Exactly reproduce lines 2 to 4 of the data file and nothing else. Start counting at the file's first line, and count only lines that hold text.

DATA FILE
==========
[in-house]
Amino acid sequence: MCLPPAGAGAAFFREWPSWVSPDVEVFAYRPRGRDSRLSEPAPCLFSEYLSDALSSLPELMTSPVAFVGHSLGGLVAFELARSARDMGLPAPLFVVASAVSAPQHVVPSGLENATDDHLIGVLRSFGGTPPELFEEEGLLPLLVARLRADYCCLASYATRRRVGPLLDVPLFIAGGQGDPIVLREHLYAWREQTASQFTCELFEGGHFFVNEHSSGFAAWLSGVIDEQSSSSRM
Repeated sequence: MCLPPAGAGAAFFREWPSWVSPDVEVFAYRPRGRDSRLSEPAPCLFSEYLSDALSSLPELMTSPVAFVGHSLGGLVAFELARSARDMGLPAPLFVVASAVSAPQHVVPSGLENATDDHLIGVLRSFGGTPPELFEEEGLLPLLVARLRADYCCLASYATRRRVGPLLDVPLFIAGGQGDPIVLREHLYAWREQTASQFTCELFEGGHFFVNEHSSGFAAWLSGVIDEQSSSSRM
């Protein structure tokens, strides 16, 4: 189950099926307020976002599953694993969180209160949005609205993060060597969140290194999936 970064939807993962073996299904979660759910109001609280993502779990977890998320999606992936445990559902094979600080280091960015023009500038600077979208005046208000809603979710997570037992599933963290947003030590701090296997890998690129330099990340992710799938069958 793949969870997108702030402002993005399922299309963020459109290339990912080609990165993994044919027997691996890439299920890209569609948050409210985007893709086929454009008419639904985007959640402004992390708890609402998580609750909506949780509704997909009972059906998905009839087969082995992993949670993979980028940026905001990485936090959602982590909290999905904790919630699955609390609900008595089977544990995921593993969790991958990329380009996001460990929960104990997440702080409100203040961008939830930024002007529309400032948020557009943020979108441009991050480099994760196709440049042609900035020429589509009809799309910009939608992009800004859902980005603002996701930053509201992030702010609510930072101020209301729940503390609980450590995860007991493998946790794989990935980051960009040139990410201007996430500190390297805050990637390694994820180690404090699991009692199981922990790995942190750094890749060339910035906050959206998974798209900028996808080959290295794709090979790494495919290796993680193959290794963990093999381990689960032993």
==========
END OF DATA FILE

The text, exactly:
Amino acid sequence: MCLPPAGAGAAFFREWPSWVSPDVEVFAYRPRGRDSRLSEPAPCLFSEYLSDALSSLPELMTSPVAFVGHSLGGLVAFELARSARDMGLPAPLFVVASAVSAPQHVVPSGLENATDDHLIGVLRSFGGTPPELFEEEGLLPLLVARLRADYCCLASYATRRRVGPLLDVPLFIAGGQGDPIVLREHLYAWREQTASQFTCELFEGGHFFVNEHSSGFAAWLSGVIDEQSSSSRM
Repeated sequence: MCLPPAGAGAAFFREWPSWVSPDVEVFAYRPRGRDSRLSEPAPCLFSEYLSDALSSLPELMTSPVAFVGHSLGGLVAFELARSARDMGLPAPLFVVASAVSAPQHVVPSGLENATDDHLIGVLRSFGGTPPELFEEEGLLPLLVARLRADYCCLASYATRRRVGPLLDVPLFIAGGQGDPIVLREHLYAWREQTASQFTCELFEGGHFFVNEHSSGFAAWLSGVIDEQSSSSRM
């Protein structure tokens, strides 16, 4: 189950099926307020976002599953694993969180209160949005609205993060060597969140290194999936 970064939807993962073996299904979660759910109001609280993502779990977890998320999606992936445990559902094979600080280091960015023009500038600077979208005046208000809603979710997570037992599933963290947003030590701090296997890998690129330099990340992710799938069958 793949969870997108702030402002993005399922299309963020459109290339990912080609990165993994044919027997691996890439299920890209569609948050409210985007893709086929454009008419639904985007959640402004992390708890609402998580609750909506949780509704997909009972059906998905009839087969082995992993949670993979980028940026905001990485936090959602982590909290999905904790919630699955609390609900008595089977544990995921593993969790991958990329380009996001460990929960104990997440702080409100203040961008939830930024002007529309400032948020557009943020979108441009991050480099994760196709440049042609900035020429589509009809799309910009939608992009800004859902980005603002996701930053509201992030702010609510930072101020209301729940503390609980450590995860007991493998946790794989990935980051960009040139990410201007996430500190390297805050990637390694994820180690404090699991009692199981922990790995942190750094890749060339910035906050959206998974798209900028996808080959290295794709090979790494495919290796993680193959290794963990093999381990689960032993």